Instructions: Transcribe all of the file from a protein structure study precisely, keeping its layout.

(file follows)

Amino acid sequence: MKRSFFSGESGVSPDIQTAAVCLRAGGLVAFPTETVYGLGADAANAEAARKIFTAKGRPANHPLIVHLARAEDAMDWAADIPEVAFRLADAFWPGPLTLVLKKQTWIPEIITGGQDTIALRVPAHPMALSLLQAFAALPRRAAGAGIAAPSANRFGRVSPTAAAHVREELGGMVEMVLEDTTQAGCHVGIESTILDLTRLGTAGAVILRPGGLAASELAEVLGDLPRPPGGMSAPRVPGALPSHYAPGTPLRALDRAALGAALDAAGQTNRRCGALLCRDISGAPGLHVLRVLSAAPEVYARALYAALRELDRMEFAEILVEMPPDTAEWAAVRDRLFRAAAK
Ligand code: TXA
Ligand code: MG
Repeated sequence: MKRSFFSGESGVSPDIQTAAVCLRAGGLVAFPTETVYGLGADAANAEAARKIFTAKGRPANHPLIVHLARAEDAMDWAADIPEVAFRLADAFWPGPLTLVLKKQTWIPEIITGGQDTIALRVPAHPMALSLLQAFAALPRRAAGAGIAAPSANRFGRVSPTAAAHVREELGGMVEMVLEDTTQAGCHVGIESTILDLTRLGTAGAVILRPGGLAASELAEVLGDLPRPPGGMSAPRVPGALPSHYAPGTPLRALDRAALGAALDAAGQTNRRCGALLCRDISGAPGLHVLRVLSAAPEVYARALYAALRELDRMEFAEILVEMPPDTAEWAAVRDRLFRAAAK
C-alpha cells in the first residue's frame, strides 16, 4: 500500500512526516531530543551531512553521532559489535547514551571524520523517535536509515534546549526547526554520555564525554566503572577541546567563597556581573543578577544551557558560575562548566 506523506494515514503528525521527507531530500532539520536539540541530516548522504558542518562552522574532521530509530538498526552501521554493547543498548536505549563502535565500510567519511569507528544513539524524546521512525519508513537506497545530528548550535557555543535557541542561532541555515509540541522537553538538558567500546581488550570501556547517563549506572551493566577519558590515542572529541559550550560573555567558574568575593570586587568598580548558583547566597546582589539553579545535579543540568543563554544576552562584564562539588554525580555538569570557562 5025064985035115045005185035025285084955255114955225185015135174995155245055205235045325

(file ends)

Amino acid sequence: MKRSFFSGESGVSPDIQTAAVCLRAGGLVAFPTETVYGLGADAANAEAARKIFTAKGRPANHPLIVHLARAEDAMDWAADIPEVAFRLADAFWPGPLTLVLKKQTWIPEIITGGQDTIALRVPAHPMALSLLQAFAALPRRAAGAGIAAPSANRFGRVSPTAAAHVREELGGMVEMVLEDTTQAGCHVGIESTILDLTRLGTAGAVILRPGGLAASELAEVLGDLPRPPGGMSAPRVPGALPSHYAPGTPLRALDRAALGAALDAAGQTNRRCGALLCRDISGAPGLHVLRVLSAAPEVYARALYAALRELDRMEFAEILVEMPPDTAEWAAVRDRLFRAAAK
Ligand code: TXA
Ligand code: MG
Repeated sequence: MKRSFFSGESGVSPDIQTAAVCLRAGGLVAFPTETVYGLGADAANAEAARKIFTAKGRPANHPLIVHLARAEDAMDWAADIPEVAFRLADAFWPGPLTLVLKKQTWIPEIITGGQDTIALRVPAHPMALSLLQAFAALPRRAAGAGIAAPSANRFGRVSPTAAAHVREELGGMVEMVLEDTTQAGCHVGIESTILDLTRLGTAGAVILRPGGLAASELAEVLGDLPRPPGGMSAPRVPGALPSHYAPGTPLRALDRAALGAALDAAGQTNRRCGALLCRDISGAPGLHVLRVLSAAPEVYARALYAALRELDRMEFAEILVEMPPDTAEWAAVRDRLFRAAAK
C-alpha cells in the first residue's frame, strides 16, 4: 500500500512526516531530543551531512553521532559489535547514551571524520523517535536509515534546549526547526554520555564525554566503572577541546567563597556581573543578577544551557558560575562548566 506523506494515514503528525521527507531530500532539520536539540541530516548522504558542518562552522574532521530509530538498526552501521554493547543498548536505549563502535565500510567519511569507528544513539524524546521512525519508513537506497545530528548550535557555543535557541542561532541555515509540541522537553538538558567500546581488550570501556547517563549506572551493566577519558590515542572529541559550550560573555567558574568575593570586587568598580548558583547566597546582589539553579545535579543540568543563554544576552562584564562539588554525580555538569570557562 5025064985035115045005185035025285084955255114955225185015135174995155245055205235045325